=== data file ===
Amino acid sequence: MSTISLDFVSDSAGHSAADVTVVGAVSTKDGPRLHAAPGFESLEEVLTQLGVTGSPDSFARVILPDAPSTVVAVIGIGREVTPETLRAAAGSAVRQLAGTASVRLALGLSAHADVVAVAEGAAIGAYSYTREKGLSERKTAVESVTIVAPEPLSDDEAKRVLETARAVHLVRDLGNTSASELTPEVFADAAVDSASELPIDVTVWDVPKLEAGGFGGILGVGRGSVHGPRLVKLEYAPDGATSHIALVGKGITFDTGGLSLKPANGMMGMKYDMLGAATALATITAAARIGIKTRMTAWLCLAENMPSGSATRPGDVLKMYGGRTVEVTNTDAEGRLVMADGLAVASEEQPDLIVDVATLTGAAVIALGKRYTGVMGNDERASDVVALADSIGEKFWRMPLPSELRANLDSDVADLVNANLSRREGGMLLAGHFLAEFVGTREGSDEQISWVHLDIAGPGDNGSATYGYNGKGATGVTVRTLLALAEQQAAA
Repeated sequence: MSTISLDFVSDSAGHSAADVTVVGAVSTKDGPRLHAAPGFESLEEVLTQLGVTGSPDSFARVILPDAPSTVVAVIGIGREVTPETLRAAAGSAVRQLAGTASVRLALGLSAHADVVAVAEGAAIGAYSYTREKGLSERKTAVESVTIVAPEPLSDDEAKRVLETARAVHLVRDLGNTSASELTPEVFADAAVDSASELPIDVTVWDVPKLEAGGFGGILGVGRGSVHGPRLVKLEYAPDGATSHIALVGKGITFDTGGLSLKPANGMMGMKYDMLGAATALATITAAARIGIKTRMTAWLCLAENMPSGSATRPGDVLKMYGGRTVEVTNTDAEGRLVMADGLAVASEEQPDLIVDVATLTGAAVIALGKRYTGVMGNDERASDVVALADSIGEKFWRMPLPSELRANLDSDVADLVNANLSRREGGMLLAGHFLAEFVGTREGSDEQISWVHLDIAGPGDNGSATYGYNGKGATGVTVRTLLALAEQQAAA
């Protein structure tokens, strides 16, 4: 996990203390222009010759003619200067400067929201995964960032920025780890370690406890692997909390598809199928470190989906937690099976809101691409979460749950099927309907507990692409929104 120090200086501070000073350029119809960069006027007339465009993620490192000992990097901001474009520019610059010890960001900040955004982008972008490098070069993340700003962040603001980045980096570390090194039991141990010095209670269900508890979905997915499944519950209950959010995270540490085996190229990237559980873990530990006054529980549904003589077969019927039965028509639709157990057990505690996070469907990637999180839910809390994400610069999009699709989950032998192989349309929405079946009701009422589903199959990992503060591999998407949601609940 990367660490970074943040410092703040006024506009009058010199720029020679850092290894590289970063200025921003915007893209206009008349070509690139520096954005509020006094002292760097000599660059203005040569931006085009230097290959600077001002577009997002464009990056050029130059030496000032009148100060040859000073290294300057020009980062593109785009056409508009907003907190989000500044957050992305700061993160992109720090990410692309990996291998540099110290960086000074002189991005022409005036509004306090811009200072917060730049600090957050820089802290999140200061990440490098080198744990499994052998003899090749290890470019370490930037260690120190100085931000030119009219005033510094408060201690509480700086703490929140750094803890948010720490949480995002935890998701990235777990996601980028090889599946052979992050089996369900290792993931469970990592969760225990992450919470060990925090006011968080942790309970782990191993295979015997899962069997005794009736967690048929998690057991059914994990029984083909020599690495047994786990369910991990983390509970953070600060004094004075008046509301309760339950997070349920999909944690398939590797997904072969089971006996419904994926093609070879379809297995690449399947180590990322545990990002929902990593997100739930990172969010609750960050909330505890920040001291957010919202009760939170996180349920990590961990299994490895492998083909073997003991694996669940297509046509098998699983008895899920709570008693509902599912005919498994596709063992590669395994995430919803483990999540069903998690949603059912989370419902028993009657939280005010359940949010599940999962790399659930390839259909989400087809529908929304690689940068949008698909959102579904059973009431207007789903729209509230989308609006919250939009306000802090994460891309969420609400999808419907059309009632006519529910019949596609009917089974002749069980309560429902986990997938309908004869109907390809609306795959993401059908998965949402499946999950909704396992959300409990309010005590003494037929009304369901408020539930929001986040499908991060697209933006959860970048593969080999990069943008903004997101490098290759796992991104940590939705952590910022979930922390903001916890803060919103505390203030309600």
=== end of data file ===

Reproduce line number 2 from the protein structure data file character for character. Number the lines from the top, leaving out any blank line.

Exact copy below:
Repeated sequence: MSTISLDFVSDSAGHSAADVTVVGAVSTKDGPRLHAAPGFESLEEVLTQLGVTGSPDSFARVILPDAPSTVVAVIGIGREVTPETLRAAAGSAVRQLAGTASVRLALGLSAHADVVAVAEGAAIGAYSYTREKGLSERKTAVESVTIVAPEPLSDDEAKRVLETARAVHLVRDLGNTSASELTPEVFADAAVDSASELPIDVTVWDVPKLEAGGFGGILGVGRGSVHGPRLVKLEYAPDGATSHIALVGKGITFDTGGLSLKPANGMMGMKYDMLGAATALATITAAARIGIKTRMTAWLCLAENMPSGSATRPGDVLKMYGGRTVEVTNTDAEGRLVMADGLAVASEEQPDLIVDVATLTGAAVIALGKRYTGVMGNDERASDVVALADSIGEKFWRMPLPSELRANLDSDVADLVNANLSRREGGMLLAGHFLAEFVGTREGSDEQISWVHLDIAGPGDNGSATYGYNGKGATGVTVRTLLALAEQQAAA